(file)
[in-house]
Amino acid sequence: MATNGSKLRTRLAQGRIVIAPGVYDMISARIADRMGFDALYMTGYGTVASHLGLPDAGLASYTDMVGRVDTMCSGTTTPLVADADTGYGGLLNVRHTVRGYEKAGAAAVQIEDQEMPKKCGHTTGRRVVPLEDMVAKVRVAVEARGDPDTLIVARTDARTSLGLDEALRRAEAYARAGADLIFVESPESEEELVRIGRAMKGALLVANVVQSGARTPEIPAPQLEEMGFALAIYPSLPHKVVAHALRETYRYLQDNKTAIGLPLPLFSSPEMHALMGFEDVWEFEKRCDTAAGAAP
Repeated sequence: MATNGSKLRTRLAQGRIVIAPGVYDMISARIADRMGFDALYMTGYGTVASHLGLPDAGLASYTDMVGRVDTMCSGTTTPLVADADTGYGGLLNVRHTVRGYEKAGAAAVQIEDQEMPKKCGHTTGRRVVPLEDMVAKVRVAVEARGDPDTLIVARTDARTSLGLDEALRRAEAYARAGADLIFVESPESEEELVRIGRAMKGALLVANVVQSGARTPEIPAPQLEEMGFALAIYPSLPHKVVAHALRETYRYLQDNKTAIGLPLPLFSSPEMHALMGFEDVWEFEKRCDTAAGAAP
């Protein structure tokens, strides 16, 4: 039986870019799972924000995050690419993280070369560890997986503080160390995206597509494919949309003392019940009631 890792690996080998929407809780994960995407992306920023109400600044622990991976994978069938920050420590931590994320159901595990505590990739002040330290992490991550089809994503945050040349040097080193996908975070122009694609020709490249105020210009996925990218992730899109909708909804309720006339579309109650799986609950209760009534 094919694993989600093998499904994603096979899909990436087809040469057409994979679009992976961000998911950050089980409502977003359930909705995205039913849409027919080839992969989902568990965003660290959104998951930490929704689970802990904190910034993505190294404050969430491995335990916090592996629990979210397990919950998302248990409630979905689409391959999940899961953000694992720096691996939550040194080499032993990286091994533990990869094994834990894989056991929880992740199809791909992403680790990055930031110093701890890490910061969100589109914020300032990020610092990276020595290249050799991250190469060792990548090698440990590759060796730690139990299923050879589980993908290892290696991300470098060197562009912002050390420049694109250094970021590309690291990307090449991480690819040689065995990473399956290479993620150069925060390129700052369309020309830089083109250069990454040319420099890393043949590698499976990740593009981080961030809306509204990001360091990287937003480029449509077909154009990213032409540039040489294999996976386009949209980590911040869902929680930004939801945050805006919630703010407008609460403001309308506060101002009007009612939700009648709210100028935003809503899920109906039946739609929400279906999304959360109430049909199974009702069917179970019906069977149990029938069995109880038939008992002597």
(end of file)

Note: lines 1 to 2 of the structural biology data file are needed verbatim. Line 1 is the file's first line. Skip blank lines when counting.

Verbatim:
[in-house]
Amino acid sequence: MATNGSKLRTRLAQGRIVIAPGVYDMISARIADRMGFDALYMTGYGTVASHLGLPDAGLASYTDMVGRVDTMCSGTTTPLVADADTGYGGLLNVRHTVRGYEKAGAAAVQIEDQEMPKKCGHTTGRRVVPLEDMVAKVRVAVEARGDPDTLIVARTDARTSLGLDEALRRAEAYARAGADLIFVESPESEEELVRIGRAMKGALLVANVVQSGARTPEIPAPQLEEMGFALAIYPSLPHKVVAHALRETYRYLQDNKTAIGLPLPLFSSPEMHALMGFEDVWEFEKRCDTAAGAAP